H.E. Ambassador Choi Young-jin, Permanent Representative
We stand at the end of the deliberations of the First Committee for 2005. Let me extend my sincere appreciation to the delegations for their active participation in and valuable contribution to the work of the Committee. After engaging in dedicated but consuming debate and action, I believe that what we all need now is a good rest to recharge our energies.
As Chairman of the Committee, I tried to be a punctual and disciplined member of the crew. I also tried to make the work of the Committee more efficient through better allocation of time, the promotion of interactive discussions and further rationalization of the agenda and clusters. Some of these initiatives were successful and some of them fell short of my expectations.
I take responsibility for these shortcomings. For the successes, I first would like to thank Ambassador De Alba who has laid the groundwork for our work. I also would like to thank the members of the Bureau, whose expertise and advice have been invaluable. And I offer my profound gratitude to Ambassador Abe, Under-Secretary-General for Disarmament Affairs, and to his staff, for the support and assistance they rendered to the Committee. My special thanks go also to Ms. Cheryl Stoute, the Secretary of the Committee, and to all of her colleagues, who deserve a lot of credit for the smooth and effective proceedings of the Committee. My sincere appreciation also goes to all the interpreters, translators, record keepers, press officers, document officers, conference officers and sound engineers who have, like always, diligently worked behind the scenes in order to support the work of this Committee.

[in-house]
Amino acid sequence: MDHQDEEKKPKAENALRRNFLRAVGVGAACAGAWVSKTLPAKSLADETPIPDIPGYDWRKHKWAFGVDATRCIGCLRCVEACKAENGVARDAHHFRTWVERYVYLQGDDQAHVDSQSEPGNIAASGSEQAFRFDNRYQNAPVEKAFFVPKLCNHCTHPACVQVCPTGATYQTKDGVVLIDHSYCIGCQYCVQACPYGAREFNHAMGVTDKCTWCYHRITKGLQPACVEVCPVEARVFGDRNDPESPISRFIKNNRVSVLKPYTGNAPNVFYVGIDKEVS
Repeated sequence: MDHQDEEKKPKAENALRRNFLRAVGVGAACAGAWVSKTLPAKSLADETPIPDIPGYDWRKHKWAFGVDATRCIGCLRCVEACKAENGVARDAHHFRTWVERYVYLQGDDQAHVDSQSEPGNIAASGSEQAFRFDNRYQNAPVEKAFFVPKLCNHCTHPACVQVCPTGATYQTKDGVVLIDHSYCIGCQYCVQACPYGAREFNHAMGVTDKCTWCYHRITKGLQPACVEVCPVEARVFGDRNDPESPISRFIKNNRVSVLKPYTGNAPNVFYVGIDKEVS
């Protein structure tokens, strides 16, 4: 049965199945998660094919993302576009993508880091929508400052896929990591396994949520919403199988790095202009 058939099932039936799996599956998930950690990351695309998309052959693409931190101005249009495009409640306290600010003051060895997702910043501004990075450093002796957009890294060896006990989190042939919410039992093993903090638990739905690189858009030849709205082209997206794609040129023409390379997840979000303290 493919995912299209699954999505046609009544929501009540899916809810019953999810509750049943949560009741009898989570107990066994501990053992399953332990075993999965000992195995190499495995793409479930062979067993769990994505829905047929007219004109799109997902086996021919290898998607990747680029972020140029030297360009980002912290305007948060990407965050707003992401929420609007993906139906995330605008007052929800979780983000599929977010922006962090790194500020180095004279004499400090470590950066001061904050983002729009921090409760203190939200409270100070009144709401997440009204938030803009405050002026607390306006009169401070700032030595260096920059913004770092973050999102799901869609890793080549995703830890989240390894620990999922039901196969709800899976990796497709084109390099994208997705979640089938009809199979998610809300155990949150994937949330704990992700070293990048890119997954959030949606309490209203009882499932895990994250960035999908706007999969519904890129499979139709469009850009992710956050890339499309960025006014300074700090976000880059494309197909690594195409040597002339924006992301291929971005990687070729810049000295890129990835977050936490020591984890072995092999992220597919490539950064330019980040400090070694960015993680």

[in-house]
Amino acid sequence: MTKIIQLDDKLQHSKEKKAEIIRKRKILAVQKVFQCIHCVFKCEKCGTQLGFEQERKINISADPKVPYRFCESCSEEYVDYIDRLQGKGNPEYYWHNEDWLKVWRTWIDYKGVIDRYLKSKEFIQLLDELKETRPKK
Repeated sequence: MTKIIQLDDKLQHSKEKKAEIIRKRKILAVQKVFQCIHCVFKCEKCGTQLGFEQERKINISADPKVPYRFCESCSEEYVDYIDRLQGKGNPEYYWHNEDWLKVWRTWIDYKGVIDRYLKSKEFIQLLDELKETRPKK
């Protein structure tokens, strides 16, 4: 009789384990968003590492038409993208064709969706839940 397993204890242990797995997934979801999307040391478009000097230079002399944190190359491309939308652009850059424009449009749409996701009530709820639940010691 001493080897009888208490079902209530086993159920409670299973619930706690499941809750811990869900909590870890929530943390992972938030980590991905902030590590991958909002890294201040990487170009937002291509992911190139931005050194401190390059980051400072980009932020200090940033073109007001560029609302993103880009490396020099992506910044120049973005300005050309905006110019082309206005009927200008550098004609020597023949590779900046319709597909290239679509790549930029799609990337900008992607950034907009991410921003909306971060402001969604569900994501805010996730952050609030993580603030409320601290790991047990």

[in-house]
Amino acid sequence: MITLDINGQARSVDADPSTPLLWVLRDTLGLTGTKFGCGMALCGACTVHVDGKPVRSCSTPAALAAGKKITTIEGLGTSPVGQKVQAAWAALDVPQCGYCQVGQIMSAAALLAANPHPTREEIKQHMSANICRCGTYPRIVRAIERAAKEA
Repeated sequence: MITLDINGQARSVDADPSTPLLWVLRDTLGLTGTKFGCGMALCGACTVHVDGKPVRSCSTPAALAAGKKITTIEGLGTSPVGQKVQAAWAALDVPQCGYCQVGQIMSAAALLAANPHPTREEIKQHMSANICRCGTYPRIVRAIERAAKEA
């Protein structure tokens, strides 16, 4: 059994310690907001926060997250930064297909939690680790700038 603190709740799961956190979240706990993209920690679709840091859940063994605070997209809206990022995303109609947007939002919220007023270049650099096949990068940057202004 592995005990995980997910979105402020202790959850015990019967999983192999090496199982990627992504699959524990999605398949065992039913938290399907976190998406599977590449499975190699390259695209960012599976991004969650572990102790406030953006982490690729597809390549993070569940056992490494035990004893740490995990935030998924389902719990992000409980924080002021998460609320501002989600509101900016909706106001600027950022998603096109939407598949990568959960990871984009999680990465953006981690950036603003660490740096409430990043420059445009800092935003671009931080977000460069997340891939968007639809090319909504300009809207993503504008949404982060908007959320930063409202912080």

And it is my sincere wish that the next session of the Committee, under the guidance of the succeeding Chair, be blessed with success and progress both in substance and procedure.
It goes without saying that moderating a conference is a learning experience for the moderator. In this case, chairing the First Committee at a time when all other disarmament machinery is at a standstill gave me a chance to reflect on the substance of disarmament and non-proliferation. I would like to share with you some of the thoughts that went through my mind as I chaired this Committee session.
Humankind has been very successful at producing ever deadlier weapons. Indeed, we have done so well in this enterprise that we now possess a stockpile of arms that could obliterate all humanity several times over. The growing spectre of nuclear proliferation has made it clear that we are at a critical juncture. We are at a crossroads, with one path leading to disarmament and non-proliferation, and another path leading to never-ending arms races.
In the 21st century, one of the most critical choices for humankind will be between these two paths. By reason alone, the choice should be a clear and simple one. The path of disarmament and non-proliferation is the one we must take. Then why is it so difficult for us to make progress on this critical issue?